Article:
NASCAR uses SpongeBob to reach kids
NASCAR uses SpongeBob to reach kids Jimmie Johnson, driver of the #48 Lowe's Chevrolet, celebrates with the trophy in Victory Lane after winning the NASCAR Sprint Cup Series SpongeBob SquarePants 400 at Kansas Speedway (Getty Images)
NASCAR uses SpongeBob to reach kids
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On a muggy Saturday afternoon, two children dragged their parents through the garage area at Kansas Speedway. The kids were intent on catching up to a hero they had seen only on television.

They weren't after star drivers Jeff Gordon or Jimmie Johnson, though. They were after a giant, yellow Nickelodeon character better known as SpongeBob SquarePants whose name was attached to the Sprint Cup auto race that featured Gordon, Johnson and the sport's biggest stars.

It was exactly what the children's TV network wanted out of its partnership with NASCAR and just what NASCAR wanted out of the SpongeBob SquarePants 400 race. NASCAR is the organization that oversees stock car racing. Sprint Cup is one of the classes of races within NASCAR.

"You know, you're always looking for a younger demographic," Sprint Cup star Clint Bowyer said, "and what better way to attract that younger demographic? I can't imagine any younger kid not wanting to come to the SpongeBob SquarePants race."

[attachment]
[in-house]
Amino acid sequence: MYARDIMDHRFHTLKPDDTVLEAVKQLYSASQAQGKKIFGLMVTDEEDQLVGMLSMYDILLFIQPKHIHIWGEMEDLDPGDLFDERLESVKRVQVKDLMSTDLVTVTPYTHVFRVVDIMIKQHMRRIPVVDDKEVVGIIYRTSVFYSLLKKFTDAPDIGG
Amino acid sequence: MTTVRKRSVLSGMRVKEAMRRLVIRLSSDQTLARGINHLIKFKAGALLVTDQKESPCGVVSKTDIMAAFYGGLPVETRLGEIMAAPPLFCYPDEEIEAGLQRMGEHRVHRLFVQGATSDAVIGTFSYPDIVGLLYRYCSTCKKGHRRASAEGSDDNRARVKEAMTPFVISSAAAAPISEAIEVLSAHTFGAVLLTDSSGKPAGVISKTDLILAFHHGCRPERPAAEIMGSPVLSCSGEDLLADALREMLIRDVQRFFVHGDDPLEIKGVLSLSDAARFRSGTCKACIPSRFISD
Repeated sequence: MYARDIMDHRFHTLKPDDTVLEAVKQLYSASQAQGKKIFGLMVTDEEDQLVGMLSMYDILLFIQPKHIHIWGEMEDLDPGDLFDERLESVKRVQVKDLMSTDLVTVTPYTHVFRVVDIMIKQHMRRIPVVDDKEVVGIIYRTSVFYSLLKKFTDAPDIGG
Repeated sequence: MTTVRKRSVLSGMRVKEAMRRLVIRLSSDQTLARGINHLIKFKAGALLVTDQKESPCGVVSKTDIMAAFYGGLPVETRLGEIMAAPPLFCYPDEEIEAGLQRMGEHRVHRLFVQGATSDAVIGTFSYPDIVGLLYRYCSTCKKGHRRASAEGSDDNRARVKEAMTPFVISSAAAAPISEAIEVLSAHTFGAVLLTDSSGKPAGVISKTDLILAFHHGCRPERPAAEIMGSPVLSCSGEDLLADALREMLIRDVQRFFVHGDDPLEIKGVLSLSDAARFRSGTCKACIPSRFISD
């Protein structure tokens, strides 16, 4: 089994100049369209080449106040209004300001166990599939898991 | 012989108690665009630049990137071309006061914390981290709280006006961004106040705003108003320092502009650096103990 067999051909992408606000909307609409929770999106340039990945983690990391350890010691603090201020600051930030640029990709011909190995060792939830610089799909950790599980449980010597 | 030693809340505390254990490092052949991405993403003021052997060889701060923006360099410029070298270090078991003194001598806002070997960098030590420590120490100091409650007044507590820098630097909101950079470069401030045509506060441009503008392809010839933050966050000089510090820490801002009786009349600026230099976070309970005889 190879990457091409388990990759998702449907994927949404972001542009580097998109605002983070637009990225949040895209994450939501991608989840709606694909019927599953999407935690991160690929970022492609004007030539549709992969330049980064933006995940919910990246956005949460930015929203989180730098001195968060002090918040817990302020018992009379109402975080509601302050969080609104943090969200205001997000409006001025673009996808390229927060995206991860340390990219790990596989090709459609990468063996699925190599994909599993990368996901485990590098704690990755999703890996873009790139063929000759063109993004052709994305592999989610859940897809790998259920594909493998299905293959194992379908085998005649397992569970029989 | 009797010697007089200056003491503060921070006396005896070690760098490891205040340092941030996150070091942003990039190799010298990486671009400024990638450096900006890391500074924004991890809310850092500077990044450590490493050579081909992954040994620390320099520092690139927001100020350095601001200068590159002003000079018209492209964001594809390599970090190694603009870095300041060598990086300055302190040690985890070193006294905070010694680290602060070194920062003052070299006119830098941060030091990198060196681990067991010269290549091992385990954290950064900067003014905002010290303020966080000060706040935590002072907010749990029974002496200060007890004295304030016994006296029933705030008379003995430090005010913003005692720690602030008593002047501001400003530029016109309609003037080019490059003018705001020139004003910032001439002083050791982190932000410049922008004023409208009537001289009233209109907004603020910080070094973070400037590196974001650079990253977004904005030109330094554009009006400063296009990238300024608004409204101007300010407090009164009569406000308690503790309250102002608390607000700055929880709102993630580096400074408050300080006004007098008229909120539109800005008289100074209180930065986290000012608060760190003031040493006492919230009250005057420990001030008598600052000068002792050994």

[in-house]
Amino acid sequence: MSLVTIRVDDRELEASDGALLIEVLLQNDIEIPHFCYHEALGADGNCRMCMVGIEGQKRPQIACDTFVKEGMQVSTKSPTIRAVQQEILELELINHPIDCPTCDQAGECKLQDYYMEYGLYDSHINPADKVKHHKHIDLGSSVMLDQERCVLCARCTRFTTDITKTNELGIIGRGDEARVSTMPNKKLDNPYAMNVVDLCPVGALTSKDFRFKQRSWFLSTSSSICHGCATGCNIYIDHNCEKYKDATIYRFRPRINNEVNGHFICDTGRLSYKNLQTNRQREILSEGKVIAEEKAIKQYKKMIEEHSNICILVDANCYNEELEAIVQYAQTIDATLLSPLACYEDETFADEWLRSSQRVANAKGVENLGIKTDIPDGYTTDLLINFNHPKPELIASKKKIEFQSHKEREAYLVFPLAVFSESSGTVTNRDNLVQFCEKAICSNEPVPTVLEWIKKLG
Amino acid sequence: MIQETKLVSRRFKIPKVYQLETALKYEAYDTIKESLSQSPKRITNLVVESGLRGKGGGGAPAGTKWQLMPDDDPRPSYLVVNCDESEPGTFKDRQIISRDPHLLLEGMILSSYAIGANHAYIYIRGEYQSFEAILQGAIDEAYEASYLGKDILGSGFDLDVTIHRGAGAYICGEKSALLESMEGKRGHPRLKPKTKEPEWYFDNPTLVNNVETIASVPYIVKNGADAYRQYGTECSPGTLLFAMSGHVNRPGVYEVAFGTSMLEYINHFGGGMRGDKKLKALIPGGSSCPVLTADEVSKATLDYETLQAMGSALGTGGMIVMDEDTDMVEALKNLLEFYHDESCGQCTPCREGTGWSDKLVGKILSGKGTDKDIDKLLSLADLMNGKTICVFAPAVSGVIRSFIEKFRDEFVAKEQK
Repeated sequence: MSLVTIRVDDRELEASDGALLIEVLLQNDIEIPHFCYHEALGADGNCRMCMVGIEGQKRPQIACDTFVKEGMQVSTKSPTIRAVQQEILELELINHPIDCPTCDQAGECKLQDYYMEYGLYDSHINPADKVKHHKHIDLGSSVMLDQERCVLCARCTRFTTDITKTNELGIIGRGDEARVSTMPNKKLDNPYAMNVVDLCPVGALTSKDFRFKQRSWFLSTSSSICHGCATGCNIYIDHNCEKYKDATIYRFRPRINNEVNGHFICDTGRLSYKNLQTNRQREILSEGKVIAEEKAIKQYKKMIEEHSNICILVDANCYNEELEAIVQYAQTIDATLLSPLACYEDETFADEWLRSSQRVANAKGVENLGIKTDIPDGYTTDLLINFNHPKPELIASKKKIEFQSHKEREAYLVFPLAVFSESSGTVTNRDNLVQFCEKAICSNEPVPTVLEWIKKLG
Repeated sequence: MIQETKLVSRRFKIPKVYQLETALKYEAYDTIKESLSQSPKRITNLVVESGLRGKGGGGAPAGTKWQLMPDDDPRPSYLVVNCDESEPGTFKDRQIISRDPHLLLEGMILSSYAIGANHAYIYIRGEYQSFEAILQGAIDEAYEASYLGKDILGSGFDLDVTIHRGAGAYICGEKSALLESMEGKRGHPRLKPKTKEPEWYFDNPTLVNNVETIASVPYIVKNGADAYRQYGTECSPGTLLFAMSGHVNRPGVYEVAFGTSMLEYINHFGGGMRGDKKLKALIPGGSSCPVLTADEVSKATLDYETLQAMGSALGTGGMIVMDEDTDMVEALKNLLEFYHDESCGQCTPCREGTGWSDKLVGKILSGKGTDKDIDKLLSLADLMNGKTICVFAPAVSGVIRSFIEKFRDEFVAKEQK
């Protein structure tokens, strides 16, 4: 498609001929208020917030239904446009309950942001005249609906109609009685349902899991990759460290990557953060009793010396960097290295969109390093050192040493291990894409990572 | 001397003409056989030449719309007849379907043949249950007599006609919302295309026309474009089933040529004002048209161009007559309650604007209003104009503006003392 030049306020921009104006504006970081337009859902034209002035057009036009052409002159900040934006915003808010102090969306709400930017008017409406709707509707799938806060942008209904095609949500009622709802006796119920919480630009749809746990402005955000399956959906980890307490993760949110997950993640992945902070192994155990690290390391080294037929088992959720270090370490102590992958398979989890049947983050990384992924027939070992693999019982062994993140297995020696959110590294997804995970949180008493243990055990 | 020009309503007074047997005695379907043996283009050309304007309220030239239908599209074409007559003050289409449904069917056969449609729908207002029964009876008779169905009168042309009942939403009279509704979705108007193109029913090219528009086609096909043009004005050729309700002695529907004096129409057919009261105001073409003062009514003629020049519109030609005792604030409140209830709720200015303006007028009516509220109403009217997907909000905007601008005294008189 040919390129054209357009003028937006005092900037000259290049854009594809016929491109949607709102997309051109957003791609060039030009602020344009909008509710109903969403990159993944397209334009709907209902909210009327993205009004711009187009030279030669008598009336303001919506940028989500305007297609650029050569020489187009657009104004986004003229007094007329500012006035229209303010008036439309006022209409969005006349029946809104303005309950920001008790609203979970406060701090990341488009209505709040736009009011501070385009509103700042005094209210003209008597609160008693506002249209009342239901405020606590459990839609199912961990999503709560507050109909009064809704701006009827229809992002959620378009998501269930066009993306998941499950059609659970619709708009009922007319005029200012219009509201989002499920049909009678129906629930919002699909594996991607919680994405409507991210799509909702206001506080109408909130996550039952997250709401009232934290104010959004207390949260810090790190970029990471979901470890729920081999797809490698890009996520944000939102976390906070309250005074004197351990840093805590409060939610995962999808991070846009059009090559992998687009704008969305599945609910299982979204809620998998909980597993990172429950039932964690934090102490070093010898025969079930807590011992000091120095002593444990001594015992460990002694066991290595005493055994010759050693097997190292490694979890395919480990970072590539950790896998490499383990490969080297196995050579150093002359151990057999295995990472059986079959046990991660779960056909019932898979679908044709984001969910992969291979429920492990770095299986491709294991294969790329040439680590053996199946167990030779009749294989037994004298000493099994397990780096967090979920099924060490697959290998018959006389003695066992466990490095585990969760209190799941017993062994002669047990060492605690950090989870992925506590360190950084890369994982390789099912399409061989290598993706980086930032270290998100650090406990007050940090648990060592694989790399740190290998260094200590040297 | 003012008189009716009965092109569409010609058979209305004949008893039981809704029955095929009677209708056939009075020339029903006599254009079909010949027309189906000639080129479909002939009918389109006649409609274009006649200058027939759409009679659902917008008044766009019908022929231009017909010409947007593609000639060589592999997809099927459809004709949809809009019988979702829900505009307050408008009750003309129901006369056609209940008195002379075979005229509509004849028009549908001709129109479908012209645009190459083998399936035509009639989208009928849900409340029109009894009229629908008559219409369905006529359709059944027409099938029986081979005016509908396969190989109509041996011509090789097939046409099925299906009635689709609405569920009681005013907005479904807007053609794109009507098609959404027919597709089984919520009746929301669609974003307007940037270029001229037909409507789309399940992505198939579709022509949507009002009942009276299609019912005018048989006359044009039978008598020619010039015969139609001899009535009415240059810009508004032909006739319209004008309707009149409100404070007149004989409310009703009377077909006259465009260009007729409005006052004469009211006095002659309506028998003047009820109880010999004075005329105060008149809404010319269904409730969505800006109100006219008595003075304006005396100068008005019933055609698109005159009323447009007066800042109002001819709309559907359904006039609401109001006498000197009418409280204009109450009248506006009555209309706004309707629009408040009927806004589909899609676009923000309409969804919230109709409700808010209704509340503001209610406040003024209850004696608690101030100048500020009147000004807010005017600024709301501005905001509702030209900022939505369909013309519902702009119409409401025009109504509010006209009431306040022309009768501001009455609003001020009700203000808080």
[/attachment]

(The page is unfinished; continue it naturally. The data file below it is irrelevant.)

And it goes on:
NASCAR has been trying to reach younger demographics for years, particularly as stars such as Gordon close in on retirement. The fan base that brought about the racing boom of the 1990s and early 2000s has started to age and filling that void has become a priority.

That's why a few years ago NASCAR announced a plan designed to attract younger and more diverse fans. It began with a rebuffed website and mobile apps, inviting more mainstream celebrities to races and providing concerts and other ancillary entertainment.

That was just the start of the outreach, though.